But it’s a theatrical language onstage that cradles the impacting divide of Māori and Pākehā. The awhi of the play seeps into the spirit of its creation, and the hopeful spirit of its intent. The sense of community around this show, and the business of experienced practitioners upholding community, is tangible in the house of the opening night crowd. Such is the kawa of Tawata productions.
Jarring methodical characters and language that seems disconnected from narrative and drive may be a result of the desire to bring so much into the room, leaving little time for processing in the rehearsal period. I suspect that the show is a little uncooked as a result. Hopefully that is just like an artist hanging their paintings in the gallery; still a little wet to touch!
Depending on where you sit in interpreting the show – as a complex nod to a history of retaliative cultural (re)-appropriation or simply wanting to experience an evening of story on stage presented a little differently – you may or may not notice that the paint is still fresh.
As frustrating as it is to see opening night nerves on stage, it’s probably caused by a discombobulation with the cast as well, for all the same reasons. This leaves the show looking a little tentative and is likely more to do with the dynamic of George taking on both writer and director roles. It takes a high level of trust and professionalism for actors to invest in a post structural vision, and what’s weird about that is that it requires a momentum of successes resulting in a status of ownership of new language. There are only three more nights to see the show (in this season), so bring it!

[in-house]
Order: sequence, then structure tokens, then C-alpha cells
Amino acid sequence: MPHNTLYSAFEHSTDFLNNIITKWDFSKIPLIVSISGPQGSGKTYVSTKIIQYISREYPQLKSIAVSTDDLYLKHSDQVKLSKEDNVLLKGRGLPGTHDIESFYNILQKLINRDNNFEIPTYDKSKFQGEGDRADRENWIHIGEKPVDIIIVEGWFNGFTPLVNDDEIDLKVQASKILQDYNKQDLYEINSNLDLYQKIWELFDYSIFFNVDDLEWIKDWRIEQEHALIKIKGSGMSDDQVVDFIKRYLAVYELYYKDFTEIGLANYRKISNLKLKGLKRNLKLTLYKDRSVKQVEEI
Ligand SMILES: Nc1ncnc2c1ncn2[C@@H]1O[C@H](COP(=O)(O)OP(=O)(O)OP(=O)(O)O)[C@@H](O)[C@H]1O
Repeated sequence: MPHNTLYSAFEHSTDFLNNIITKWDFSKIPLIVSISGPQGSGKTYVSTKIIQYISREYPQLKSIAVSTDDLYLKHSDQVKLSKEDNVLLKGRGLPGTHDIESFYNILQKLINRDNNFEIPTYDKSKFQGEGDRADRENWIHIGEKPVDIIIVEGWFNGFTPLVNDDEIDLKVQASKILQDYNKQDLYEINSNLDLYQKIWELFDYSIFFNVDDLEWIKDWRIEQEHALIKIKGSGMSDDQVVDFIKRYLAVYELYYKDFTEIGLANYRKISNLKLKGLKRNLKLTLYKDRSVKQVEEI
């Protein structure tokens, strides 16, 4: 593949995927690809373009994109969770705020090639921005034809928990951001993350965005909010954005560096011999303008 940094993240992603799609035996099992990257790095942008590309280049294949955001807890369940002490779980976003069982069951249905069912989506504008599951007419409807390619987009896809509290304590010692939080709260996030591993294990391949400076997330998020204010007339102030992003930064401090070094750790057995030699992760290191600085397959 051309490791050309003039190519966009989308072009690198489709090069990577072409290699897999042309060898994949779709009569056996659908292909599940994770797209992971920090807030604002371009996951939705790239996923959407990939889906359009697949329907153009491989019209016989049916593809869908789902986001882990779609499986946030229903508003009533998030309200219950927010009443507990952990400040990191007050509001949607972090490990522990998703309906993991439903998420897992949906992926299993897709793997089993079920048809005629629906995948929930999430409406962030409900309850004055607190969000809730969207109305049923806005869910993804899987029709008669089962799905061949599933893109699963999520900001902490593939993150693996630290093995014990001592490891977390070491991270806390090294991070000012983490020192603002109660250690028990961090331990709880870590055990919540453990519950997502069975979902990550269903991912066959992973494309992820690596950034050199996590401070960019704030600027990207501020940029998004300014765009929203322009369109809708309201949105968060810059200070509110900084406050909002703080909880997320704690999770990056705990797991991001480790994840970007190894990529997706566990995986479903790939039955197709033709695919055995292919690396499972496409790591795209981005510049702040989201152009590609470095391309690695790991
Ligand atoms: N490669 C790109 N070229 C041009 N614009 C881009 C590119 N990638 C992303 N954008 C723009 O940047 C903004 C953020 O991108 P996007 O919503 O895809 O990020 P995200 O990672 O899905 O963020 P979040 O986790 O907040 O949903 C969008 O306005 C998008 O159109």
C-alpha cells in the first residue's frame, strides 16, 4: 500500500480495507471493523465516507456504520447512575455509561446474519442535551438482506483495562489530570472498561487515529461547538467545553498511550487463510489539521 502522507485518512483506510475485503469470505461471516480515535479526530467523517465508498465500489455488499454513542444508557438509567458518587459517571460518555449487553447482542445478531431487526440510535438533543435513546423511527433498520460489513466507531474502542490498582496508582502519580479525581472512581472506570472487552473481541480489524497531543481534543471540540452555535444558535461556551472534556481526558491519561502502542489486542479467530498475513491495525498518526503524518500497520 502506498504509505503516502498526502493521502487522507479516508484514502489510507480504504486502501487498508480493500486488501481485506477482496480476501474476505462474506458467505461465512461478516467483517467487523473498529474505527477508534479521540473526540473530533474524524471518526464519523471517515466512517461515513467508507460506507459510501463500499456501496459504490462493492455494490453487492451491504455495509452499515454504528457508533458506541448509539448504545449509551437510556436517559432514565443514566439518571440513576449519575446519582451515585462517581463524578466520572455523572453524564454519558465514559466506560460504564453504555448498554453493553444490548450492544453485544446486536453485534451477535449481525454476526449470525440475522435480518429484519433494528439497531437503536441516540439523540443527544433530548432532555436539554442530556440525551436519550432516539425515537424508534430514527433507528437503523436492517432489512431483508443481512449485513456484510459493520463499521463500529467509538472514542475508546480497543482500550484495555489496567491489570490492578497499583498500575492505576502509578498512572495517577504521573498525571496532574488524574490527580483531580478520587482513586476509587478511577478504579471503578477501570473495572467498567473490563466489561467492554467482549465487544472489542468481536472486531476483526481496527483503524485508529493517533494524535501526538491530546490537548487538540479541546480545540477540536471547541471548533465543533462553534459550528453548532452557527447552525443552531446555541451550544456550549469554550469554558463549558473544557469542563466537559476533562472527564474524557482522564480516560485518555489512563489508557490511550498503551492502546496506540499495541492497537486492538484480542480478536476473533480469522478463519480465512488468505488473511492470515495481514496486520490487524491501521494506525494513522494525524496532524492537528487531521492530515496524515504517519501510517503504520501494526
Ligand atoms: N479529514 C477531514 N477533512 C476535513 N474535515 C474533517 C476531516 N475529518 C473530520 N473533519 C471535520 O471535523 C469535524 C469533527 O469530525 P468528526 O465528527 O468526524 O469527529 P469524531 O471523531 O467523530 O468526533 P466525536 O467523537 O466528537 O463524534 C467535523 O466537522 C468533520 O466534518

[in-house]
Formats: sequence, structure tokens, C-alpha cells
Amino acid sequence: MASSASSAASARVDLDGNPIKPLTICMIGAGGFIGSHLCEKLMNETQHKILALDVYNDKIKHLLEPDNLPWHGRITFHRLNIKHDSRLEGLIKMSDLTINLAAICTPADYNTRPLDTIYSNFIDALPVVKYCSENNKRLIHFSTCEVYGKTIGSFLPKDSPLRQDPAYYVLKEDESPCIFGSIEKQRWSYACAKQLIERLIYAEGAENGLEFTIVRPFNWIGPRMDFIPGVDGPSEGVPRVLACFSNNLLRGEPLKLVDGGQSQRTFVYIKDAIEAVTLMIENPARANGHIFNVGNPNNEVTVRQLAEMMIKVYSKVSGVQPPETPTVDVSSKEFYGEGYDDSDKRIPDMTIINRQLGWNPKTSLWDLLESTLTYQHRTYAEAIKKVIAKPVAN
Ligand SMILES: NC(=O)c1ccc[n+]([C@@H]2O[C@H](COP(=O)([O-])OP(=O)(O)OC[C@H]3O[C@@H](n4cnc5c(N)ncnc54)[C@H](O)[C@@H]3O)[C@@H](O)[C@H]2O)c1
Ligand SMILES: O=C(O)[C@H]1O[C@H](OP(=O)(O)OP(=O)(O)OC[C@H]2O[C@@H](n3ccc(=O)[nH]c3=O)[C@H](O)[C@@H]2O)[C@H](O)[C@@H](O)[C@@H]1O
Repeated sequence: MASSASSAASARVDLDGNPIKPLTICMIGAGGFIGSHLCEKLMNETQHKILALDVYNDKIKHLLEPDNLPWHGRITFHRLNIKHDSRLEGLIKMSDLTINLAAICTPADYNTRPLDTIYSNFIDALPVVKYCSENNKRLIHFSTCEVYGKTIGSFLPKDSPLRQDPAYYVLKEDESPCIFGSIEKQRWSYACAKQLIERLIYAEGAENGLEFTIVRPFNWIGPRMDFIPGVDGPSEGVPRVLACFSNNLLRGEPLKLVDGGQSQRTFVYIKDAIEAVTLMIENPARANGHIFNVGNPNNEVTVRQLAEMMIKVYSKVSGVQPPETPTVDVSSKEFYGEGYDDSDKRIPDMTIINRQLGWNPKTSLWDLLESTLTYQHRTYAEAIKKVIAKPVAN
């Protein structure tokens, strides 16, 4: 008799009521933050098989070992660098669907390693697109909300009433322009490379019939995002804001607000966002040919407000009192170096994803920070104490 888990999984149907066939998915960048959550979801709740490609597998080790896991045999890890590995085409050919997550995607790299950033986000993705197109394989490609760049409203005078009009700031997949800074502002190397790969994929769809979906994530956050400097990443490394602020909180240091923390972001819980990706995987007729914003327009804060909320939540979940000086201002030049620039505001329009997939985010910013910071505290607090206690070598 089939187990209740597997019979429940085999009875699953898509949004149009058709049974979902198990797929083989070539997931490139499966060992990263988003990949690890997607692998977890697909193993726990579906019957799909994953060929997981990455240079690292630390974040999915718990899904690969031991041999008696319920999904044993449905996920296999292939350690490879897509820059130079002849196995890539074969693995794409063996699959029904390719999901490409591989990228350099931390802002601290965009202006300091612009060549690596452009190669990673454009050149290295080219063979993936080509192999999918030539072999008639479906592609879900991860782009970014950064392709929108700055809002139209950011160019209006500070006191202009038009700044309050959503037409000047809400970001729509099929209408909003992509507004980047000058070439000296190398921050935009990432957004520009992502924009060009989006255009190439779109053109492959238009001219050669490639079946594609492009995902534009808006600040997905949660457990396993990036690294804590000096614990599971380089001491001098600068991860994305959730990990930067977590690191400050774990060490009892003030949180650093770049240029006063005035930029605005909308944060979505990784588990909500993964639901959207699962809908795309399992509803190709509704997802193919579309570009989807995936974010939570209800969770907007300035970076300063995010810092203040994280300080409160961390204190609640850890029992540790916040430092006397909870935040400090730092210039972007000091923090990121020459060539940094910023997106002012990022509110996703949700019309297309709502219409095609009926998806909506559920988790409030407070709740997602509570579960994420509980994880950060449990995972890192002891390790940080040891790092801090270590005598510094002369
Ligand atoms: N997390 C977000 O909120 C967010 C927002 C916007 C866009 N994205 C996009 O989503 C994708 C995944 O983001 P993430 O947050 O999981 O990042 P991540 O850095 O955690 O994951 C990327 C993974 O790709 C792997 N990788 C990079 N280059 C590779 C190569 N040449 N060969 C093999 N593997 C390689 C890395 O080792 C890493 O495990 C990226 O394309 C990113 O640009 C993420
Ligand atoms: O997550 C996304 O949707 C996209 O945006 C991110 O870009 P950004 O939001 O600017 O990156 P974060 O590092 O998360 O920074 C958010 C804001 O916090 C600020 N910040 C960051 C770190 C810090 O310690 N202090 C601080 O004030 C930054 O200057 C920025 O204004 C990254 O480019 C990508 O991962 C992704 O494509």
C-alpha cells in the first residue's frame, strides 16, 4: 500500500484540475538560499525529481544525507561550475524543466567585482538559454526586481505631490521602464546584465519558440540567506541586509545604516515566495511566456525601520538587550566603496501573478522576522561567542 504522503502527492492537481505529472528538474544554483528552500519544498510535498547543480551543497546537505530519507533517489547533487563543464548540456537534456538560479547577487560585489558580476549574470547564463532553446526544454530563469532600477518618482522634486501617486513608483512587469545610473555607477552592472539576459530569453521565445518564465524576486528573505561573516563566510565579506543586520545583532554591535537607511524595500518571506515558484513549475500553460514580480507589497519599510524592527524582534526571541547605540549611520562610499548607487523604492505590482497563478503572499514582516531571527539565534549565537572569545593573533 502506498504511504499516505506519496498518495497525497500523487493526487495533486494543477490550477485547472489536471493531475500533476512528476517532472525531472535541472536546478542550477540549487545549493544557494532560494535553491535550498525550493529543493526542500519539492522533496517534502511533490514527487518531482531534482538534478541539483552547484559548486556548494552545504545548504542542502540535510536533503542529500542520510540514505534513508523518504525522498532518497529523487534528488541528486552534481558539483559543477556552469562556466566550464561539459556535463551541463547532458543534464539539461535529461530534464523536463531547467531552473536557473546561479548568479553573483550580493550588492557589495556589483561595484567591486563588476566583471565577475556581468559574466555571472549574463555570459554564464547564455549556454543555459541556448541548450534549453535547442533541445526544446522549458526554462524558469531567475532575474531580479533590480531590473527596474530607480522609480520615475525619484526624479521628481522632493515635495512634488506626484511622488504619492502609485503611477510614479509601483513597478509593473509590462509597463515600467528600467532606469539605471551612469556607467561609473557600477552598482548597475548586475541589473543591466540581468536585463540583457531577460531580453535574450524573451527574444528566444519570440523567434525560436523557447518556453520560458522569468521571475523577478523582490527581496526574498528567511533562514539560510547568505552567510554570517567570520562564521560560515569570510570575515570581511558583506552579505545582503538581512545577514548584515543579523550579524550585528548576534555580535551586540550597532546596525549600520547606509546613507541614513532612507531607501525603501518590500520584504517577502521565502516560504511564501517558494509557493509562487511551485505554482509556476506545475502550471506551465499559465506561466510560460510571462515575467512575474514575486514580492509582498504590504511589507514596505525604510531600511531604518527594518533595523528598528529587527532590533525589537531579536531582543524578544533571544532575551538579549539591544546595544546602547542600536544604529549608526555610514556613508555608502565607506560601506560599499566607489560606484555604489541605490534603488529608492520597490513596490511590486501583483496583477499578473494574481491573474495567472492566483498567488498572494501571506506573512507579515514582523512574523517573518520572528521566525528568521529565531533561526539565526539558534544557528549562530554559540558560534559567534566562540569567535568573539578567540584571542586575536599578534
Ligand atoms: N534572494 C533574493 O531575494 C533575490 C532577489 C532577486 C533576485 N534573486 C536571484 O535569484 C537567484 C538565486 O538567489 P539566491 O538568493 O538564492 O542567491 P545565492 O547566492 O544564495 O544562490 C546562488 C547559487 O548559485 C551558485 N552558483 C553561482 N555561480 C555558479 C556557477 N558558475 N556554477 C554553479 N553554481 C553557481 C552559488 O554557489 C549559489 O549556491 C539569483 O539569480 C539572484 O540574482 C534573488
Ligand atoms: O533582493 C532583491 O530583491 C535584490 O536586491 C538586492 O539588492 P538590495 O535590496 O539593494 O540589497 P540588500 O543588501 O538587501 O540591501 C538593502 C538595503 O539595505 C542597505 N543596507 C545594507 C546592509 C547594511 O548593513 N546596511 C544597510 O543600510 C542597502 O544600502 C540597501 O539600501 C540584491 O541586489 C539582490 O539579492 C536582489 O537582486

In my opinion, George’s work is a force to be reckoned with. It taps into a recent history of Māori theatre (and culture) that is wrestling with Kingitanga and the many languages that are used to meet Pākehā at the divide in relation to nobility; a history that is being further brought to light in Dame Anne Salmond’s recent book Tears of Rangi:
“On 13 November 1820, two tall, tattooed Māori chiefs arrived at Carlton House in London to meet King George IV. …
… When Hongi Hika and Waikato (dressed in European court costume but with flax cloaks across their shoulders) were introduced to the king, they bowed gracefully, laying their cloaks before him and saying “How d’ye do, Mr King George.” – Dame Anne Salmond (Experiments Across Worlds, from Rutherford Lectures: People and Power, 2014)
The archaic concept of ‘Noble Savage’ which was made literally overpowering by colonial intentions filtered down to the stage in New Zealand shortly after this. By the 1840s each of New Zealand’s big cities held not one but several large theatres, where international troops would stop by for seasons of Shakespeare and classical exposés.
The last I saw of Te Kohe Tuhaka on stage was in his Othello, so it’s fitting to see him here in a role that perhaps consciously toys with the delivery of ‘Pakeha language’. Equally Nicola Kawana brings a venomous vocality to her Macbethian character that sounds very much like a local dialect of a very current nouveau-riche Aucklander of local Pākehā heritage… (whether these characters are based on real people or not I do not dare to consider). These dialects are out of synch with each-other, but for me that is part of the delight.
I suppose that in te Ao Māori, the noble savage concept was a challenge to meet: a wero; a gift loaded with implications at the very shoreline of communications that formed the colonised world. While colonial politics unfolded, local theatre stepped up to entertain the masses in-between European theatre troupes and circuses that would arrive by ship and travel by horse.
Thus we have these references to early New Zealand melodrama parading around on stage in Miria George’s The Vultures. How Māori were parochialised in early melodrama is re-calibrated here as part of a growing trend to reinvent and reinstate ‘nobility’ on stage in all its permutations. George is cleverly levelling the playing field by harvesting a rich history and promoting it through direction, while the play itself remains colloquial and accessible.
I hope the actors, and any actors in the future, relish the opportunity to perform in this play, pull out all the stops and give themselves over to the jarring and physically challenging requisites the play demands of them.